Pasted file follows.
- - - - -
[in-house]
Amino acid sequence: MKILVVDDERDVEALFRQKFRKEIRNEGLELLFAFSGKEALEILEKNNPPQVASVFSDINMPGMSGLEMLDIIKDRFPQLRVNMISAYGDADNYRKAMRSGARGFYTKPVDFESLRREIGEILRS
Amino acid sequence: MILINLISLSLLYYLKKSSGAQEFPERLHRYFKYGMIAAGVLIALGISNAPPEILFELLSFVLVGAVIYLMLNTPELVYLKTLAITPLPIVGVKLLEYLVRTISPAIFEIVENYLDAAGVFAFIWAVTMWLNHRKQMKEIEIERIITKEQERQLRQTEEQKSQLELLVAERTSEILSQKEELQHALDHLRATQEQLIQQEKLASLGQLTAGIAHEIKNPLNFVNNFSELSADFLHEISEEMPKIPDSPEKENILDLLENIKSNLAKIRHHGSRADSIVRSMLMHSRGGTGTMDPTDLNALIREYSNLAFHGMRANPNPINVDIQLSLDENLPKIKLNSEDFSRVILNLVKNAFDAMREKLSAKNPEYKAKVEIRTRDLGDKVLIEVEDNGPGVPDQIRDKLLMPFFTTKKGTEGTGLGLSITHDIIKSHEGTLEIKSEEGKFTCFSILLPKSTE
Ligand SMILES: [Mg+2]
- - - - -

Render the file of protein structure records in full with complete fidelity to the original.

[in-house]
Amino acid sequence: MKILVVDDERDVEALFRQKFRKEIRNEGLELLFAFSGKEALEILEKNNPPQVASVFSDINMPGMSGLEMLDIIKDRFPQLRVNMISAYGDADNYRKAMRSGARGFYTKPVDFESLRREIGEILRS
Amino acid sequence: MILINLISLSLLYYLKKSSGAQEFPERLHRYFKYGMIAAGVLIALGISNAPPEILFELLSFVLVGAVIYLMLNTPELVYLKTLAITPLPIVGVKLLEYLVRTISPAIFEIVENYLDAAGVFAFIWAVTMWLNHRKQMKEIEIERIITKEQERQLRQTEEQKSQLELLVAERTSEILSQKEELQHALDHLRATQEQLIQQEKLASLGQLTAGIAHEIKNPLNFVNNFSELSADFLHEISEEMPKIPDSPEKENILDLLENIKSNLAKIRHHGSRADSIVRSMLMHSRGGTGTMDPTDLNALIREYSNLAFHGMRANPNPINVDIQLSLDENLPKIKLNSEDFSRVILNLVKNAFDAMREKLSAKNPEYKAKVEIRTRDLGDKVLIEVEDNGPGVPDQIRDKLLMPFFTTKKGTEGTGLGLSITHDIIKSHEGTLEIKSEEGKFTCFSILLPKSTE
Ligand SMILES: [Mg+2]